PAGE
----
Critics Consensus: Awaydays is an overwrought coming-of-age drama that romanticizes the violence of 1970s street culture in Liverpool and neglects the requisites of a good script.
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A young man makes some new and dangerous friends in this kitchen-sink drama set in Northern England in 1979. 19-year-old Carty (Nicky Bell) lives with his father (Ged McKenna) and younger sister Molly (Holliday Grainger) and has a good job working for his uncle Bob (Ian Puleston-Davies). Despite his loving family and promising future, Carty is fascinated with "the Pack," a gang of football supporters led by John (Stephen Graham) who are known in the neighborhood for their drinking and reckless violence. Carty strikes up a casual friendship with Mark (Liam Boyle), a member of the Pack nicknamed "Elvis," and while Mark isn't convinced Carty is cut out to run with them at first, Carty's tenacity in a fight changes his mind. While Carty and his new mates use their muscle to knock some sense into a short-term boyfriend who mistreats Molly, she doesn't trust the Pack and tries to persuade her brother that hanging out with them will lead to a bad end. Carty isn't easily persuaded, but his relationship with the Pack becomes complicated when his friendship with Mark takes an unexpected turn. Awaydays was adapted from a novel by Kevin Sampson, who also wrote the film's screenplay. ~ Mark Deming, Rovi … More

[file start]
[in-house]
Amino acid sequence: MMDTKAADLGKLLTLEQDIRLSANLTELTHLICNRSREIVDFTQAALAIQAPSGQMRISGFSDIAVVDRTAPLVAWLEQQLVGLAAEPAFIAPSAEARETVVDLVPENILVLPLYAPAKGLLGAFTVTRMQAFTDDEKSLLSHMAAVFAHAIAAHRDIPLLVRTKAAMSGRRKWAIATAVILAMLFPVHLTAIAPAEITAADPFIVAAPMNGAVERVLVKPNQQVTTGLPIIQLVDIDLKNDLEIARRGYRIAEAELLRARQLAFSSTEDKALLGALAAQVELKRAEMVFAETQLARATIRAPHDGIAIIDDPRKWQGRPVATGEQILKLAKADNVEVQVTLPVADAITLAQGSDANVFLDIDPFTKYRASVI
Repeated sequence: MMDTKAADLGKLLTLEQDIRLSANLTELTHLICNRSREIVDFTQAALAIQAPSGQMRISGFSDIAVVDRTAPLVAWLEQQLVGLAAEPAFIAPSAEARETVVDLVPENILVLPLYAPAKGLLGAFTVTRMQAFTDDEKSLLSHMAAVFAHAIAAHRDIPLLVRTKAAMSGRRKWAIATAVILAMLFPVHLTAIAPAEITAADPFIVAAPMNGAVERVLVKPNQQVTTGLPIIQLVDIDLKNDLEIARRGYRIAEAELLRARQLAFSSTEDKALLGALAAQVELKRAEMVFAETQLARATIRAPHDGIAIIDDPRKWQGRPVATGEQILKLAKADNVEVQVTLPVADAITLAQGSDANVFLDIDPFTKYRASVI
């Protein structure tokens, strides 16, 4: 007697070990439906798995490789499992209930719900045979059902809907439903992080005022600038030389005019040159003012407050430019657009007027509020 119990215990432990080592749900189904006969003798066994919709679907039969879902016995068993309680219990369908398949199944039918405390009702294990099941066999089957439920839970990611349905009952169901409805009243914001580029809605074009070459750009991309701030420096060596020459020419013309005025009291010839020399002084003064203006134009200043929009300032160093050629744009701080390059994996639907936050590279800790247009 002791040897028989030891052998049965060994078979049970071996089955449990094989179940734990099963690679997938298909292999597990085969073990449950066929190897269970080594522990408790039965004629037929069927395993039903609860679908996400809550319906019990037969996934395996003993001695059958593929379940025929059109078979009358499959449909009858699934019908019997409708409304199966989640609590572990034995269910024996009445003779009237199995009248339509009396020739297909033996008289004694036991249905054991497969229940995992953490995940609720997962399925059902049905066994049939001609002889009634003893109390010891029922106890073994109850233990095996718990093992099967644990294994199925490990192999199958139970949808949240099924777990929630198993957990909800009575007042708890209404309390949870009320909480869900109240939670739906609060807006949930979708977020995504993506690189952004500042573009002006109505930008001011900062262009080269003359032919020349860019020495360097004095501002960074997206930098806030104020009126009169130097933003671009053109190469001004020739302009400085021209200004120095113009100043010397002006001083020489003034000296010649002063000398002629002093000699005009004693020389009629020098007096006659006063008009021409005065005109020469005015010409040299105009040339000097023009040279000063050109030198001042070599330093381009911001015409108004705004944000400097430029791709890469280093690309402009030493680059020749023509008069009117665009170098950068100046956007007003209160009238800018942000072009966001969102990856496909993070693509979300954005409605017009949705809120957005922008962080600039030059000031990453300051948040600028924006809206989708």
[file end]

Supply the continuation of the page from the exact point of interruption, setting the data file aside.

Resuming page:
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Critic Reviews for Awaydays
The film falls down in its effort to make credible the background stories of its well-performed lead characters.
Awaydays comes close to being lumped in with every other British indie but the excellent production quality pull it through and director Pat Holden is left with another promising, if flawed, adventure.
Bell's wholehearted performance and the film's convincingly scuzzy atmosphere don't make up for the big hole in the script.
A quality cast, strong performances and excellent period detail keep it feeling real.
There's no shortage of movies about Britain's mean streets and, for the most part, Awaydays runs with the pack.
A meagre budget and a lack of clear-cut character motivations blunts the impact of what might have been a powerful Mean Streets-style study of male friendship.